Ammo Review: Hornady BLACK targets popularity of MSRs


The 223 BTHP shot well from both an AR platform and bolt gun, and the bullet should perform well on small game and varmints alike. (Photo: Kristin Alberts)

Whether you call them black guns, AR-style, or modern sporting rifles, these semi-auto rifles perform best when cleaned, maintained, and fed a certain diet of ammunition. While reliability is one major factor in selecting ammunition, Hornady BLACK brings the potential for greater accuracy for longer range shooters and hunters.  Is the ammo worth the price increase over all the other surplus-budget rounds on the shelf? finds out.

What is BLACK?

New for 2017, Hornady’s BLACK ammunition features a wide variety of versatile loads optimized for what they call “America’s favorite guns.” Regardless of the caliber, each box of BLACK is loaded with variations of premium Hornady bullets, each tailored to a specific platform, like AR’s, AK’s, pistols, rifles, or even tactical shotguns.  Though the rounds seem naturally inclined to excel with fit, feed, and function in semi-autos of direct impingement, gas piston, or inertia drive, it’s important to note that BLACK is equally as friendly with bolt or pump guns, suppressed, sub-, or supersonic jobs.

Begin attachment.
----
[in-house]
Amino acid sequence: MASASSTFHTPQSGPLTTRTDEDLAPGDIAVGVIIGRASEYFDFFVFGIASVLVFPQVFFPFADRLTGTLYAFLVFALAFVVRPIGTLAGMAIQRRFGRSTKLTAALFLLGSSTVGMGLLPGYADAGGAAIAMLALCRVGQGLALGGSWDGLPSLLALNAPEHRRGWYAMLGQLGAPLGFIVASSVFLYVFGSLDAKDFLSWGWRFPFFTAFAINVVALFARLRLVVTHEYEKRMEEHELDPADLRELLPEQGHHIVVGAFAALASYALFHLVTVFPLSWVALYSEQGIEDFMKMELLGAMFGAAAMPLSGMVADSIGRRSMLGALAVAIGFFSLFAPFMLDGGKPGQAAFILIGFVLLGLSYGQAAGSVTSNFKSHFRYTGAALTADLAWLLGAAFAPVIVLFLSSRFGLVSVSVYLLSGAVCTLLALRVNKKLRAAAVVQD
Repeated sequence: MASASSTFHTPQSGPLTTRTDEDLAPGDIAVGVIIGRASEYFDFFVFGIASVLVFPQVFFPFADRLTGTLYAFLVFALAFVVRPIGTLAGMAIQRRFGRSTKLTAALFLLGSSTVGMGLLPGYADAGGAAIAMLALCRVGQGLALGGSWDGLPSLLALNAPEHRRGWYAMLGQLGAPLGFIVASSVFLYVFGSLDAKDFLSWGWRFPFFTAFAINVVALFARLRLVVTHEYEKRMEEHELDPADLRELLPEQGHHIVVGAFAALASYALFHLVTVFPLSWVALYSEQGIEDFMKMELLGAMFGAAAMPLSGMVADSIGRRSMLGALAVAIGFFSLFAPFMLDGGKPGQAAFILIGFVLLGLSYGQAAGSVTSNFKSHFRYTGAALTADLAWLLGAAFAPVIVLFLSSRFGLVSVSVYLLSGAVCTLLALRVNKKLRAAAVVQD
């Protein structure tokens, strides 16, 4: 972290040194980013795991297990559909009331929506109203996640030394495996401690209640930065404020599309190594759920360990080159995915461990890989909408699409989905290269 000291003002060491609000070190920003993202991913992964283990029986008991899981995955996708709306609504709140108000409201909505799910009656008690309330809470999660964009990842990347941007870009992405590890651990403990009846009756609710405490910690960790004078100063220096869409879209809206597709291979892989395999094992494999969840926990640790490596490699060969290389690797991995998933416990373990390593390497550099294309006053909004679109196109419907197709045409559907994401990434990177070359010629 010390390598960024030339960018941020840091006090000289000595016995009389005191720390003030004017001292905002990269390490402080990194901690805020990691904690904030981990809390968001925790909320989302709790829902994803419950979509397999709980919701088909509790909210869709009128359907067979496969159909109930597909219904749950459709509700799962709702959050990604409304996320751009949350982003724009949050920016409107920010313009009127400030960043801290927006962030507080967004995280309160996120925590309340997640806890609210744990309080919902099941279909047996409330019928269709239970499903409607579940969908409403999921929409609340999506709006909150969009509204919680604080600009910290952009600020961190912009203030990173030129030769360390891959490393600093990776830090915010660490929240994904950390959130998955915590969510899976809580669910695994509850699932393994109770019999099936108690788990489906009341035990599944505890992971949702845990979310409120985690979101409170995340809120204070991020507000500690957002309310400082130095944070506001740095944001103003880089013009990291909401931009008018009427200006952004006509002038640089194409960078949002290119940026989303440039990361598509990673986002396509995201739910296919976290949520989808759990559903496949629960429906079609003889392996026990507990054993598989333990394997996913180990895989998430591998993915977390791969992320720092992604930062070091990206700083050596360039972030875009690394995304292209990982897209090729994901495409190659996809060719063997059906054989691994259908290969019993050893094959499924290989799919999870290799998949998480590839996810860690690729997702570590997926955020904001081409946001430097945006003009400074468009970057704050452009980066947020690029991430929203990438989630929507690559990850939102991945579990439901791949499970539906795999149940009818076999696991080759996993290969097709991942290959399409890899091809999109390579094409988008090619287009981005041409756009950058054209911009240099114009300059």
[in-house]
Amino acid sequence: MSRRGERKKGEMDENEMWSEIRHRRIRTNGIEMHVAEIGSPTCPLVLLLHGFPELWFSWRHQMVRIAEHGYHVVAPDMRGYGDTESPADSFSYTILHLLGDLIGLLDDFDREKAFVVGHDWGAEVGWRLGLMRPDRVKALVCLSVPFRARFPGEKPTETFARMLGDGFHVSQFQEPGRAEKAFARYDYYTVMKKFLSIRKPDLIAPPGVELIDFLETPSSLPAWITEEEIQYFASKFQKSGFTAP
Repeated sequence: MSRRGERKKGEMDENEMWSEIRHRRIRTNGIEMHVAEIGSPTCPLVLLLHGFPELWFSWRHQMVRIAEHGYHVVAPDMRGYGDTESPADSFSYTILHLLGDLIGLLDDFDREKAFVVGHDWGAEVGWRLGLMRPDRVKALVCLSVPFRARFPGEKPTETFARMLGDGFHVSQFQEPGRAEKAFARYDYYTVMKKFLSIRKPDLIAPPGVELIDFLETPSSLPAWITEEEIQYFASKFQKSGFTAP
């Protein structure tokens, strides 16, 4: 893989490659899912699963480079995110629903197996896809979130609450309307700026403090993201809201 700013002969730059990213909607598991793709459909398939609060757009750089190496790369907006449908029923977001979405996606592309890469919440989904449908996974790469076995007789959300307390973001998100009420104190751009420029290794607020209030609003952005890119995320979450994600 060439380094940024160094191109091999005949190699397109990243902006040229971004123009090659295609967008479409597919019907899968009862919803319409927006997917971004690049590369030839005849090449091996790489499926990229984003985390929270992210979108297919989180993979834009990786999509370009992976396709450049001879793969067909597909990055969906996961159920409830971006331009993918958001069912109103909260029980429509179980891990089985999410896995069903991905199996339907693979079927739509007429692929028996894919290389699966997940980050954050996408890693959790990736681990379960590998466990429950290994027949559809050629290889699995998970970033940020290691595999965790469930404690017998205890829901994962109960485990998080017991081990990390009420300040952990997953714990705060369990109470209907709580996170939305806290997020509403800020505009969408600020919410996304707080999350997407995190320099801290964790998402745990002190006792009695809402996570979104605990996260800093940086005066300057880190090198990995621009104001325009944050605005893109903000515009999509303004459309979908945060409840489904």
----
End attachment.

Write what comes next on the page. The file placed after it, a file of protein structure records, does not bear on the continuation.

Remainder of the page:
The BLACK 308 is a perfect companion for an AR-10 platform, excelling in the Savage MSR Hunter. (Photo: Kristin Alberts)

As with other Hornady products, BLACK is made in the USA and available in multiple bullet types, including A-Max, V-Max, FTX, and Match.  All loads are touted by the company to use a cleaner burning powder (though that secret is of course proprietary).  BLACK is instantly recognizable on the store shelf, as it ships in stark black matte boxes of 20 with glossy lettering and silver reflective labeling, save the 12-gauge which comes in boxes of 10.

I’m not going to lie — the packaging is attractive.  But it’s about the contents.


While one certainly expects the obvious calibers — .223, 5.56, and .308 — in any ammunition touting itself for black guns, Hornady went whole-hog for the initial release, showing a total of 14 caliber and bullet-weight combinations:

  1. 5.45×39 V-Max 60grn MSRP $15.00
  2. 223 Remington FMJ 62grn MSRP $16.67
  3. 223 Remington  75grn BTHP Match $20.00
  4. 5.56 NATO FMJ 62grn $18.33
  5. 5.56 NATO 75grn Interlock HD SBR $25.00
  6. 6.5 Grendel 123grn ELD Match $28.33
  7. 6.8 SPC 110grn V-Max $28.33
  8. 300 Blackout 110grn V-Max $28.33
  9. 300 Blackout 208grn A-Max Subsonic $28.33